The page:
Just before starting this article I thought I ought to check my email. Then I checked the FocusWriter website to see if there was an update, or a UK English dictionary. Then I had a quick look at my TwitterFeed when something popped up in the corner of my eye. Then...
Well, anyway, when I finally got round to actually putting FocusWriter through its paces, I could see it was designed for people just like me, ie those for whom the internet, email and so on and so forth can be as much a source of distraction as one of enlightenment.
FocusWriter is a program that is designed to help you focus on writing. There are a few bells and whistles, but not that many. And in any case, when you fire it up it takes over the whole screen. You don’t even get to see the menus or icons of FocusWriter itself unless you move the mouse pointer up to the top of the screen.
Move the pointer to the bottom of the screen and you will see useful stats like your word count and what percentage of your goal you’ve achieved.
OK, so let’s talk about goals. You can set your goal for the day in the Preferences menu, either as the amount of time you spend or the number of words you produce. This is potentially a handy feature, although, disappointingly, any changes you make to your goal apply to every Session.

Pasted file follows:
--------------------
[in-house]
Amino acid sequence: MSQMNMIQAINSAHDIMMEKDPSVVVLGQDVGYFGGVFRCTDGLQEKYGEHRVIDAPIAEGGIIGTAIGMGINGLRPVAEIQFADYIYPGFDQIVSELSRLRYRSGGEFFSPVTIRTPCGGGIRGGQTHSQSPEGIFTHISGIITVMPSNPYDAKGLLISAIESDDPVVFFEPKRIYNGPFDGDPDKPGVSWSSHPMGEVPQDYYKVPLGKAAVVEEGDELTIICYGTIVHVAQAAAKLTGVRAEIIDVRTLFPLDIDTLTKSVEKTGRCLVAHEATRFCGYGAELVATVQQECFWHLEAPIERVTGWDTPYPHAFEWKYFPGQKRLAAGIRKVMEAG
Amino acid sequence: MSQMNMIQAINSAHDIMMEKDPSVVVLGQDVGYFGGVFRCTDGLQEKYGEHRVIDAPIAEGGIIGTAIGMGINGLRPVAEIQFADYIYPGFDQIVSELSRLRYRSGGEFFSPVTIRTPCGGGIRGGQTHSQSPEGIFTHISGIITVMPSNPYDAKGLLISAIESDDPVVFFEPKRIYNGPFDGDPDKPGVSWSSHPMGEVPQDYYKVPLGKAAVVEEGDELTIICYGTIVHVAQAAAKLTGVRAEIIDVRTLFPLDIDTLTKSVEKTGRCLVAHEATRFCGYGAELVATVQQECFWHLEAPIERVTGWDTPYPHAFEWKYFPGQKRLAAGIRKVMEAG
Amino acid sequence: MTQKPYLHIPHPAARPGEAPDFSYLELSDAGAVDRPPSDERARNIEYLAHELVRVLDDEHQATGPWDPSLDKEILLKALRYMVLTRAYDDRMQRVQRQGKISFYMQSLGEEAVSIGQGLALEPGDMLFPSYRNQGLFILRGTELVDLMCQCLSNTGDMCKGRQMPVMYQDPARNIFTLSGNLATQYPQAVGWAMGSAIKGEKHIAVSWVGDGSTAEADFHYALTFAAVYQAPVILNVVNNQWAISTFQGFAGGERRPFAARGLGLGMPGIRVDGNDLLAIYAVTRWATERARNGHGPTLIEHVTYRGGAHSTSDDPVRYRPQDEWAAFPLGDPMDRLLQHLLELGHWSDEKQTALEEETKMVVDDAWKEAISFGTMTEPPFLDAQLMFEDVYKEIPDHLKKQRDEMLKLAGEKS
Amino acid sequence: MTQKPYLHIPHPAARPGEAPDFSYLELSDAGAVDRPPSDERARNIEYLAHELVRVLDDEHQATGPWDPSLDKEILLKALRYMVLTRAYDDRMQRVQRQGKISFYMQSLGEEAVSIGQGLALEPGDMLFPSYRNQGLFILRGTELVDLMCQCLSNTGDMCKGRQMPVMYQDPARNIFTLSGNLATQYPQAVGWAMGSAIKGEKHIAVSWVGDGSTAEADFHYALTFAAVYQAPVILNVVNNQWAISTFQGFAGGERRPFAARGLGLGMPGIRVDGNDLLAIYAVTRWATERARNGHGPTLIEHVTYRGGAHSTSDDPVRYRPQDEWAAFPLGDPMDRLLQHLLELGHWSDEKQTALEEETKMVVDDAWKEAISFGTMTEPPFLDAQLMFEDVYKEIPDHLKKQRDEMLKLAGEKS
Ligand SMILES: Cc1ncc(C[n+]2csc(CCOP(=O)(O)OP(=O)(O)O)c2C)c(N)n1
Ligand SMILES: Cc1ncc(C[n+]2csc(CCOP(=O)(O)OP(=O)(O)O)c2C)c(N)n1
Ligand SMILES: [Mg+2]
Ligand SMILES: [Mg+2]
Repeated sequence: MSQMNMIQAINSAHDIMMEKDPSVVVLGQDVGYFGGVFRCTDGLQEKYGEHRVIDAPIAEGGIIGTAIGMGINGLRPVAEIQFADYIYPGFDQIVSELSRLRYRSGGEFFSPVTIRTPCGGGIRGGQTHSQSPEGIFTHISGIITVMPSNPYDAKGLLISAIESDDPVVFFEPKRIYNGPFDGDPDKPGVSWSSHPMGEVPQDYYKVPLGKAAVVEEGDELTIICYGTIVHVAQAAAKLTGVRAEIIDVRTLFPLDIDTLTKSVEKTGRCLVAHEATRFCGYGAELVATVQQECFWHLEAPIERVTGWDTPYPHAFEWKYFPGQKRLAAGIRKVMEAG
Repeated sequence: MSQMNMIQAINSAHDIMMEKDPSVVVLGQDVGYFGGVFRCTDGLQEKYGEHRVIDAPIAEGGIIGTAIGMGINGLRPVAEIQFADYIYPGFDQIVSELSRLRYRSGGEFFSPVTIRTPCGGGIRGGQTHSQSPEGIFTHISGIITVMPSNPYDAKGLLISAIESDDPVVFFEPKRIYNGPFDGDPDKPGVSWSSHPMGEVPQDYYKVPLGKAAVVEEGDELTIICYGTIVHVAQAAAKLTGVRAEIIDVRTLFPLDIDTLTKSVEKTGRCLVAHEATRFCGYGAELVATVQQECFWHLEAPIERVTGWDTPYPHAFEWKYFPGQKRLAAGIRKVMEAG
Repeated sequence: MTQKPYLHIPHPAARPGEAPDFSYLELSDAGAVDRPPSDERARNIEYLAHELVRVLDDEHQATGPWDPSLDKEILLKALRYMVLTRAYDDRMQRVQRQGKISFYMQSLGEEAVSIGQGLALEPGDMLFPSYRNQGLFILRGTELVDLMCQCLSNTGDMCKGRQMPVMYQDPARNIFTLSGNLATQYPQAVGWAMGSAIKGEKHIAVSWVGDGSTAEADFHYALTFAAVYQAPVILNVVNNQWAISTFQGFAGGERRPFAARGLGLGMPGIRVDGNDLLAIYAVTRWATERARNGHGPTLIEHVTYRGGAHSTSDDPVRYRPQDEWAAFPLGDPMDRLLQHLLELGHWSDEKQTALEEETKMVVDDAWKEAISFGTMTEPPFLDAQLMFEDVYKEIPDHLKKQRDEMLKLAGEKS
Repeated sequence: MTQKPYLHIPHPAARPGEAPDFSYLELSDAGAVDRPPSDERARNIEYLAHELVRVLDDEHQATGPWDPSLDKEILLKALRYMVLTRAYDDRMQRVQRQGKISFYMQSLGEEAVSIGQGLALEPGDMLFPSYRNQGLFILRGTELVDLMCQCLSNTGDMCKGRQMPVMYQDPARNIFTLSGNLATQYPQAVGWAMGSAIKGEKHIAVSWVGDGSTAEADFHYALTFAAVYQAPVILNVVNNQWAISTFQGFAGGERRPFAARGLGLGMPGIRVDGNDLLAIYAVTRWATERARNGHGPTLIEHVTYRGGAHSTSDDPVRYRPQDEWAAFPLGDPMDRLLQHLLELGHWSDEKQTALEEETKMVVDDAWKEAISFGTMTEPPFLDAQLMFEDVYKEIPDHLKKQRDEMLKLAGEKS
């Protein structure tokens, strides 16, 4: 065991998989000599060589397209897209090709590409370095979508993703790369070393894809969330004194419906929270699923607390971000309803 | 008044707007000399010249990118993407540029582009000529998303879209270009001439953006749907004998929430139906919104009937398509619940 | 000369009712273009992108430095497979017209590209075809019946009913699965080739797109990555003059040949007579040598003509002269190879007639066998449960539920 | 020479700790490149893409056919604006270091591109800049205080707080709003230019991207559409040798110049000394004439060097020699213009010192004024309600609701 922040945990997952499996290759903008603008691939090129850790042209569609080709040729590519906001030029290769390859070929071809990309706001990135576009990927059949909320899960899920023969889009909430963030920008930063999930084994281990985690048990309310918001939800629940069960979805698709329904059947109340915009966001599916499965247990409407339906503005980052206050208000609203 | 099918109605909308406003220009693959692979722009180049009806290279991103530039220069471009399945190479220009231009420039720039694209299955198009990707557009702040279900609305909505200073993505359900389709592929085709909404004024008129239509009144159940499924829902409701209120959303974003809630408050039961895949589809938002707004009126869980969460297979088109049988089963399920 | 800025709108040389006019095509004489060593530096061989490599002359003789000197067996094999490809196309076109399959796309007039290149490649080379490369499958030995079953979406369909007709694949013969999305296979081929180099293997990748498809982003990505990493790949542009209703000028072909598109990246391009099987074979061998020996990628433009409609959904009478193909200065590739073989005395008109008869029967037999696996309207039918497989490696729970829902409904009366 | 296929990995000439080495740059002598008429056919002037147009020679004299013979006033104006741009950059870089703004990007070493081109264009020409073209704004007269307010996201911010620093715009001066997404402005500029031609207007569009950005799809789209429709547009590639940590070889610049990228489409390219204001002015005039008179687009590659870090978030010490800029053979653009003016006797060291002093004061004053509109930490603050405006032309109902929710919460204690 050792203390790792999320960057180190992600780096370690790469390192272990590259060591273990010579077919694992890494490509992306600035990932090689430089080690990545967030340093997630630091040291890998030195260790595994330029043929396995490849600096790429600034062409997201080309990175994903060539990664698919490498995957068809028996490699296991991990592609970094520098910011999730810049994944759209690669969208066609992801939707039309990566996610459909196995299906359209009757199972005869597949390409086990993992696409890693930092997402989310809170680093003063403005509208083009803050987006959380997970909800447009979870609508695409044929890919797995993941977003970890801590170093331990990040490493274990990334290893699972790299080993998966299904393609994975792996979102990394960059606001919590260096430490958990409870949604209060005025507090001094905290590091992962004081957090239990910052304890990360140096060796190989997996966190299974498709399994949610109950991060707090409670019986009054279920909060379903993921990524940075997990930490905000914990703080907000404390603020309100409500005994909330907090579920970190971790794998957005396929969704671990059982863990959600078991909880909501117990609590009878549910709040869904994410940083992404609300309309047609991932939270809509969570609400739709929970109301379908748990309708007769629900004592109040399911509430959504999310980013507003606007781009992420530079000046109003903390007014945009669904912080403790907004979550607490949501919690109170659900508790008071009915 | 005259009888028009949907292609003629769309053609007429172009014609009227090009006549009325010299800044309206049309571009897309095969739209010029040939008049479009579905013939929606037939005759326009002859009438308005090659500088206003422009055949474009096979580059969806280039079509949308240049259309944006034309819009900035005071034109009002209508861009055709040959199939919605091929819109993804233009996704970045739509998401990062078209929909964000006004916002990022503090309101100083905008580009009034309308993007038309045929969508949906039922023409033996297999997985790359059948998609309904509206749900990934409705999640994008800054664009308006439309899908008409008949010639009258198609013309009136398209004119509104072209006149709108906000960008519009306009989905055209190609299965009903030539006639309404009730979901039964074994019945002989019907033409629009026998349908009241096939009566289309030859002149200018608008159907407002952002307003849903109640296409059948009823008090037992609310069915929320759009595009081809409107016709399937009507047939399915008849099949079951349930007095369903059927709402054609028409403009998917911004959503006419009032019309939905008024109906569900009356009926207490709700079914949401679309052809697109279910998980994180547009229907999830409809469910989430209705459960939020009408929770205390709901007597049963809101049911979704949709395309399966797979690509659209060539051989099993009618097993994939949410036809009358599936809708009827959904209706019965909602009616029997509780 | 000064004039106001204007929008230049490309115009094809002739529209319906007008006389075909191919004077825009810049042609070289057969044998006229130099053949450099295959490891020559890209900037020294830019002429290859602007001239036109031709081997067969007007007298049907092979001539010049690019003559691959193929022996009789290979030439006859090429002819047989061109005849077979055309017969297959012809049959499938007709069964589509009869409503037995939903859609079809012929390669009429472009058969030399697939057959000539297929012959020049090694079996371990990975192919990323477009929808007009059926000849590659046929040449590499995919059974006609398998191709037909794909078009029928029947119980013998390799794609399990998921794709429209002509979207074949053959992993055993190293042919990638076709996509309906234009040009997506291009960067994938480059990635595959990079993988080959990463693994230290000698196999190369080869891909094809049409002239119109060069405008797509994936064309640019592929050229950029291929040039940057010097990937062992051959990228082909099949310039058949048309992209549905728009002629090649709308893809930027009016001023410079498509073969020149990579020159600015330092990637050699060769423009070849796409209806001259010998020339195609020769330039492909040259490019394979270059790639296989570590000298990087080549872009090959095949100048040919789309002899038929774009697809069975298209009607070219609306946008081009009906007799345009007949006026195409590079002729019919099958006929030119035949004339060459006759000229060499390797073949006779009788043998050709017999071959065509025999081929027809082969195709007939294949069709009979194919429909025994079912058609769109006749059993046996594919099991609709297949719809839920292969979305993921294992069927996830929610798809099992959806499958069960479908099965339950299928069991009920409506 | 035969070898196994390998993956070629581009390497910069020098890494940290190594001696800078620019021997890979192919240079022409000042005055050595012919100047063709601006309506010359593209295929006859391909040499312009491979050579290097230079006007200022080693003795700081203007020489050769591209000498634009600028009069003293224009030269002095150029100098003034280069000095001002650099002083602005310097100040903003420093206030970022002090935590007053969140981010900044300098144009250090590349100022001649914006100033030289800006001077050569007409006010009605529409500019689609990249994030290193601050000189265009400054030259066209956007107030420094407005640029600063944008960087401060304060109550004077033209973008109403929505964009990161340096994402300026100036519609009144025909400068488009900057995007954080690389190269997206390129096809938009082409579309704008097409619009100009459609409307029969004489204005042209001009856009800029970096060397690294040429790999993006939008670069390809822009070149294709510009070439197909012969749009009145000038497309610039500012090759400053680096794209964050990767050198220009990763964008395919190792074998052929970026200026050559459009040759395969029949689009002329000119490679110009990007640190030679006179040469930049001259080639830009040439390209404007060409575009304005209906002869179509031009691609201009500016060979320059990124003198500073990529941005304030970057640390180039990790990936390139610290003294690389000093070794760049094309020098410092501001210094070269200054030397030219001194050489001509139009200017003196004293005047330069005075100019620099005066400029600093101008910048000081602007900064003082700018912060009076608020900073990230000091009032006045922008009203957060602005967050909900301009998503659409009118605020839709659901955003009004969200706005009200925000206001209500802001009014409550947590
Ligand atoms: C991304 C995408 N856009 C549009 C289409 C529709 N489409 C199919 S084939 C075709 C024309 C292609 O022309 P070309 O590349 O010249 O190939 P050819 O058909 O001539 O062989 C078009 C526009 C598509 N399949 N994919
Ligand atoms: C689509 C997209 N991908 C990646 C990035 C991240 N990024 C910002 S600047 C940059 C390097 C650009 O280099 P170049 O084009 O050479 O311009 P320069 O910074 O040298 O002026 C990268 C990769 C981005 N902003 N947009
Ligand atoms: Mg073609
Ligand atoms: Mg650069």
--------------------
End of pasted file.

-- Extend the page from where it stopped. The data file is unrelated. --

What is a ‘Session’, I hear you ask. Let’s suppose I’m working on three bits of writing. By starting a new Session for each of them, and then starting a new document in each Session, I cause a wondrous thing to happen. The next time I start one of these Sessions, it automatically opens the last document I was working on, and even places the cursor at the point I reached when I saved it and quit. Why couldn’t Word have a feature like this?
Another feature is the alarm. You can set this either to an actual time or to a ‘delay’. The actual time alarm is for when you want to get down to watch your favourite TV programme, or make a phone call, or have dinner, etc. The ‘delay’ is for when you want to set the alarm for, say, 20 minutes’ time.
Getting to grips with the program is very straightforward, as you can probably see from the screenshots. No need to wade through a hefty manual.
If you find word processors like Word too ‘busy’, you might like to try FocusWriter.
For me, much as I admire the program, I find the same problem with all such applications. It is that the very absence of so-called ‘distractions’ is, to me, in itself distracting. I like having various bits and pieces at my fingertips.
But that’s just me. You might as well give FocusWriter a whirl. After all, it’s free!